One woman’s experience as a technology professional and what it taught her about the importance of female empowerment.
By Mai Amalie Bak
For most of her life, Lauren Jerome didn’t particularly like women. She was picked on in high school and mainly had male friends, so she never understood female dynamics, finding most women to be malicious and unpleasant. Until recently, she never understood the value of the support women have to offer each other, especially in the professional world.
Jerome grew up in a suburb of Cleveland, Ohio, and earned a bachelor’s degree in mechanical engineering from the University of Toledo in 2003. After college, she planned to attend law school, but deferred her admission when her mother became ill. It was around this time that Jerome began teaching herself basic coding using tutorials she found online.
Jerome was working at a coffee shop, and after thorough contemplation, she came to the conclusion that law school wasn’t going to be the right option for her. Around this time, Joshua Johnson, a co-worker at the coffee shop, approached her about a technology start-up he was working on called Mindbox Studios. His vision was for the company to create innovative custom web platforms for businesses, and he was in need of someone with coding experience. Jerome was excited by the opportunity to work with Johnson. “He let me get involved and try some stuff out, and we built a couple of projects together. We always got them done, and they always met the clients’ specifications,” says Jerome. “We didn’t make any money the first couple of years because we were both just learning, but it ended up kind of developing into something bigger.”
Today, Jerome is the Chief Technology Officer at Mindbox Studios, which has locations in Cincinnati, Redding, and Eugene. As the company grows, Jerome has found herself transitioning into a role that focuses more on the business aspect of operations. Since moving to Eugene, Jerome has immersed herself in the community in several ways, including serving on the community advisory board for the Computer Information Technology (CIT) program at Lane Community College. Shortly after joining the board, Jerome noticed one item always finding its way to the forefront of conversation: gender diversity in tech. “People were always reporting on the status of it, rather than reporting what was being done about it,” says Jerome. Frustrated by inaction, she decided to take matters into her own hands. A little over six months ago, she started an organization called Redefining Women In Tech, which aims to help women in working in CIT connect with each other and thrive within the field.
The first meeting was attended by four panelists and 80 guests, and addressed how to use social media professionally. The event was successful overall, but Jerome noticed that the women she approached to be panelists didn’t seem to feel that they were in a position to be speaking out about issues in the industry, a pervasive trend she still sees today. “I had the CEO of a tech company here in town tell me that she’s not a woman in tech,” says Jerome, incredulously. “Almost every woman I’ve asked to be on a panel will say, ‘Oh, I don’t know. Am I really qualified?’”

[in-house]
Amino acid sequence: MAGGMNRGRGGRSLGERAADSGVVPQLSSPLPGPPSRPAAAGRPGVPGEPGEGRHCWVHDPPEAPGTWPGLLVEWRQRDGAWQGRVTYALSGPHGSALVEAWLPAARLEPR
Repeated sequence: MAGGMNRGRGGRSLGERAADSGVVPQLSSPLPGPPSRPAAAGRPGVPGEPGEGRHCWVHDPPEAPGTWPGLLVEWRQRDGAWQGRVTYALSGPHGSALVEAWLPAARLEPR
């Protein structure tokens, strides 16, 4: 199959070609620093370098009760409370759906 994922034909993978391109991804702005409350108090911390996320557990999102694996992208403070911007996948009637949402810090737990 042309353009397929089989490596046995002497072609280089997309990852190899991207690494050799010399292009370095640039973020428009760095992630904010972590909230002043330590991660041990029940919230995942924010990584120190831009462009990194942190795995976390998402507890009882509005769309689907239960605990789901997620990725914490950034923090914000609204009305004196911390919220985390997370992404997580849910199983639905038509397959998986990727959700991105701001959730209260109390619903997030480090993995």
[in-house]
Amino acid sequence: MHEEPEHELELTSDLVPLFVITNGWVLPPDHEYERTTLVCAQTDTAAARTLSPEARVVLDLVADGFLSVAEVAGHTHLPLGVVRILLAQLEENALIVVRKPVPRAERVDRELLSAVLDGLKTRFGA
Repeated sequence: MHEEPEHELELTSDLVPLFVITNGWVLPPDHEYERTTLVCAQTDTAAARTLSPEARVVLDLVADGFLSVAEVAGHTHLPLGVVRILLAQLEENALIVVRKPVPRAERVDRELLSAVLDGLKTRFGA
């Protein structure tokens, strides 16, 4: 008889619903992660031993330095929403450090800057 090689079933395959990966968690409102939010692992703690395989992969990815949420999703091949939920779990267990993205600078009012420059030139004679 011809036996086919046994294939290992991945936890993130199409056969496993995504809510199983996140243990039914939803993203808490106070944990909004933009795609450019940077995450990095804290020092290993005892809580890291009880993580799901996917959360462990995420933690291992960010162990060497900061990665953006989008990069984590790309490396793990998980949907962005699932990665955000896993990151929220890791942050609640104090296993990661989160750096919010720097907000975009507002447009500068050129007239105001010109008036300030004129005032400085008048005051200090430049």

Jerome cites the ‘impostor syndrome,’ a term used to describe the fear many high-achieving individuals have of not being qualified for their job, as especially damaging to women in the technology field, who often feel that even if they work hard and are equally talented as their male counterparts, they will not be fully accepted. The ability to voice and stand behind one’s own opinion is an important skill; a skill which Jerome believes women are taught far less frequently than men. “People need to teach their daughters to negotiate, and how to feel okay respectfully disagreeing with a group of people,” she says.
While Jerome can sympathize with feeling like an outsider, her experience in tech has been mostly positive. “By the time I got to college, it was kind of a hot topic, so people were pretty aware. I’ve seen things that I’ve rolled my eyes at or thought, ‘Oh, that’s not cool,’ but I can’t think of a time I was treated poorly,” says Jerome. “But I’ve been lucky; I’ve had male business partners who all have sisters or daughters and are around my age and who respect the fact that I know a hell of a lot more about tech than they do.”
Jerome even says that being a woman has helped her career in many aspects. She sees the value in her individual voice, and the fact that she brings assets and viewpoints to the table that not a lot of other people in the field can. “I think it’s good to bring a slightly feminine quality to my work. I’m a woman; I’m not going to try to be a man.”
Although Jerome credits many external factors for helping her succeed in the industry, it is impossible not to acknowledge the distinctive outlook and unique personality traits that make her an exceptional woman and professional. Elaine Pandolfi, a friend of Jerome’s and co-founder of Redefining Women In Tech, attests to Jerome’s uncanny ability to persist in the face of adversity. “She doesn’t give up. She course-corrects; she adjusts. There’s nothing stopping her,” says Pandolfi. “The problem is that usually, the second a woman hears ‘you’re wrong,’ she gets discouraged and stops; that’s not Lauren.”
Jerome’s move to Eugene and interaction with the community has not only helped her career; it has rounded out her understanding of how women can empower each other. “I see women today, and I’m like, ‘Oh my god, look how they’re working together and helping each other,’ and then there are other women who just still feel jealous and want to cut each other down. We could take each other so much farther by just showing some support,” says Jerome. “I think a lot of it is about helping women realize that we don’t need to compete; we get farther by working together.”